Strife simply means conflict, but a very strong one. It is more than disagreements and arguments. It embodies bitterness, unforgiveness, anger, and many other vices. We are in the last days Jesus predicted in Matthew 24 so, strife has now become the order of the day. Since the Christian nature and culture do not include strife, we must learn to guard our hearts against it. But the thing about strife is that it usually slips in without getting noticed. This blog post covers ways believers let strife sneaks in and grow in their midst, without even knowing it.
Unforgiveness often degenerates into hatred and hatred stirs up strife (Proverbs 10:12). Sometimes, people hurt us so deeply that forgiving them becomes a very hard thing to do. But at such times, we must remember that we no longer have the nature of man which is weak and led by emotions. As new creatures, we now have the divine nature of God, the same nature in Him which allowed Him to not just forgive us, but also die for us while we were yet sinners (Romans 5:8). God forgave us even when we were yet sinners. And if we do not replicate this nature by walking in it, we would only end up dishonouring Christ and permitting strife.
Proverbs 15:18 tells us that “a hot-tempered person stirs up conflict but the one who is slow to anger, calms strife”. If you are quick to get angry, you would become someone who is very quarrelsome –everything becomes a reason for you to fight. The truth of the matter is that in this life people would always upset you. They would get on your nerves and many times won’t even feel sorry about it. Nevertheless, you must continue to follow peace with all men (Romans 14:19; Romans 12:18). If Jesus is the Prince of Peace, then Satan is the originator of conflict. Don’t let anger lead you to permit strife.
Sowing seeds of discord.
A little gossip here, a little bad-mouthing there and you are already inviting strife by sowing discord amongst people. It is even worse when this happens within the body of Christ because we are to positively contribute to the building up of the body, till we all come into the unity of faith and the knowledge of Christ as one. And that can never happen through sowing seeds of discord. Ephesians 4:11-16; Proverbs 6:16-19
This, like all the others mentioned above, also breeds strife. In fact, the others are a result of carnality because strife is a fruit of carnality (1 Corinthians 3:3). No wonder the bible says carnality is enmity with God (Romans 8:7). Take time to build your spirit man. Pray ceaselessly, study the Word often, and of course, fast and pray in the spirit. These things build you up and weaken the power of the flesh. I promise you that when you are on a 3-day long fast, you wouldn’t have the energy for conflict (this isn’t a doctrine by the way).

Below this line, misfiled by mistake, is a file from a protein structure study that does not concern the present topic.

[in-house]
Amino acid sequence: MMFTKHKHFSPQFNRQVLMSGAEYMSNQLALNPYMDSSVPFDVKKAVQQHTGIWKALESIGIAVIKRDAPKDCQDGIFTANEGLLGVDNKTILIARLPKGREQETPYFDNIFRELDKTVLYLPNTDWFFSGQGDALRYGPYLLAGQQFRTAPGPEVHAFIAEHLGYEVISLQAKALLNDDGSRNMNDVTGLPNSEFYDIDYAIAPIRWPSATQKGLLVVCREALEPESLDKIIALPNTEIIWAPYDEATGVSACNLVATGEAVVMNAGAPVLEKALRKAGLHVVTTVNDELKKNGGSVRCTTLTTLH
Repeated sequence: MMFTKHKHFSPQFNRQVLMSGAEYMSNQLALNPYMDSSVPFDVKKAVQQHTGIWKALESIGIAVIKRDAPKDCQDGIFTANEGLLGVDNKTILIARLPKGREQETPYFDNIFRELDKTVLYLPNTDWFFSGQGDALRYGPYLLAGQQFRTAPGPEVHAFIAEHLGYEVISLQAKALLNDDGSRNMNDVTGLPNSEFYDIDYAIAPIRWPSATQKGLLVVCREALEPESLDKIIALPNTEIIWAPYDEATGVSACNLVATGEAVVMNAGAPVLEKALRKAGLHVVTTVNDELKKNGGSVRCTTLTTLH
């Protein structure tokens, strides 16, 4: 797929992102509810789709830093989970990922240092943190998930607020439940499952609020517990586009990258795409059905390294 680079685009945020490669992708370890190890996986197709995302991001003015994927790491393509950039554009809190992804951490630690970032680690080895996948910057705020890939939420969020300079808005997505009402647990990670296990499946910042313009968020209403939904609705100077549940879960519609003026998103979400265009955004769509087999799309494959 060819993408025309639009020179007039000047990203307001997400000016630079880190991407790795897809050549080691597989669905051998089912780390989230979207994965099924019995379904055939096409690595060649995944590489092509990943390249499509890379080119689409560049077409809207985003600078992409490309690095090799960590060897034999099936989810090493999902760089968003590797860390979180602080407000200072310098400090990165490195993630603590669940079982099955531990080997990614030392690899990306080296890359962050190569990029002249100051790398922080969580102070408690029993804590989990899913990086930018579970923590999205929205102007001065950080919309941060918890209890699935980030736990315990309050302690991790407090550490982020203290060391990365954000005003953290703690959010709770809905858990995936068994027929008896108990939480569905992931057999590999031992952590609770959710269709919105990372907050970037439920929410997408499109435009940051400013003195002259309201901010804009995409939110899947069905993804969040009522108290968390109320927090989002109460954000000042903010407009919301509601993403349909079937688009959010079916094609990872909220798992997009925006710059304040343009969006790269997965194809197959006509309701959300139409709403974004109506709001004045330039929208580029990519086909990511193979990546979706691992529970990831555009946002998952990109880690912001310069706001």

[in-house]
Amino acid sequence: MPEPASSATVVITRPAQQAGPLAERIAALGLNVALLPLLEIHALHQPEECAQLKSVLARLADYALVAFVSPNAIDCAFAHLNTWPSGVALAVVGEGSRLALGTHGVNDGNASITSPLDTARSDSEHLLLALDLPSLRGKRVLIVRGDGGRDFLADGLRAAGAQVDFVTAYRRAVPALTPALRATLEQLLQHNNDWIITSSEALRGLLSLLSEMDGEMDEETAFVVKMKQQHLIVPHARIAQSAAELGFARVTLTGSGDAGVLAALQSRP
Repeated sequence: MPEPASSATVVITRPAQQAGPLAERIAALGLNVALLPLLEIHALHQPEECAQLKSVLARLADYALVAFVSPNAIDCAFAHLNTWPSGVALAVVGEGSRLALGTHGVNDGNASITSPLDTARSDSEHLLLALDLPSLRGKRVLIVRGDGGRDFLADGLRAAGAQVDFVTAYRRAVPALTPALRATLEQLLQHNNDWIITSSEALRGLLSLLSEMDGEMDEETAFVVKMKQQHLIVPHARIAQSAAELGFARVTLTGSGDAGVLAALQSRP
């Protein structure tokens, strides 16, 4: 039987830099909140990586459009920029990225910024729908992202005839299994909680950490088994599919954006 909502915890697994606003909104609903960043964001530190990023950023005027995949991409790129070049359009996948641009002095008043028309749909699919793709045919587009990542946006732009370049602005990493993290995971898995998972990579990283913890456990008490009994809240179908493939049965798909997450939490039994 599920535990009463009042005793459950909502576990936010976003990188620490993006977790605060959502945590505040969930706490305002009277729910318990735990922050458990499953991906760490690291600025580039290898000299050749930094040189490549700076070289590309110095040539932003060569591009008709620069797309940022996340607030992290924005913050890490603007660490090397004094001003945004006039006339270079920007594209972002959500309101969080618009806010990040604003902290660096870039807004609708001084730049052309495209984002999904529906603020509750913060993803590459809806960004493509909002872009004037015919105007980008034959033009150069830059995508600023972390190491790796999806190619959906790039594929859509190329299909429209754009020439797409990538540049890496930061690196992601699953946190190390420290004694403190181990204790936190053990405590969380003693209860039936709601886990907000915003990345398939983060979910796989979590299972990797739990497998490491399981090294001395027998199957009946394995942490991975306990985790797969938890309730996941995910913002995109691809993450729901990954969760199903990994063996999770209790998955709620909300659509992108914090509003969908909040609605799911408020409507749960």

Strife is clearly antagonistic to Christian conduct. It is built from things that God strongly opposes. More especially, it should not be found amongst believers and Mark 3:24 tells us why: “If a kingdom is divided against itself, that kingdom cannot stand.” The devil desires that strife thrives amongst believers so that he would weaken their unity, but we must be wiser than the devil -to be vigilant and sensitive to his plots and devices (2 Corinthians 2:11).
So, how do we overcome strife?
The first way to overcome strife is through love. The Scripture makes us understand that love covers a multitude of sins (Proverbs 10:12). Again, we are told in Romans 13:8 that the fulfillment of the law is love. If God has told us to make peace with our neighbours but it seems quite impossible to achieve, with love we can make it possible. Don’t forget that we were also in “conflict” with God over a fundamental issue –our sin. We had chosen enmity with Him. Yet He came to earth to die for our sins because He loves us (Romans 5:8).
Praying for those who hurt us also helps us overcome whatever resentment or grudge we may have towards them. There is even a blessing that comes from praying for those who hurt us. Job was in a terrible state. He was hurt financially, emotionally, physically and in all areas of his life and the people he called his friends weren’t helping matters at all (Job 6). They were saying things that were hurtful to him. But the Bible records that when Job prayed for his friends, God turned his captivity (Job 42:10). Although his friends were not a direct cause of his pain. The devil was, since he is the father of evil. His friends did contribute to his pain. However, his prayer brought him the healing he so desired.
Again, strife is of the flesh, and we do not live by the flesh but by the Spirit of God. Let us be intentional about replacing strife with love in our midst, by living and walking in the spirit. (Galatians 5:16-25; Proverbs 10:12)
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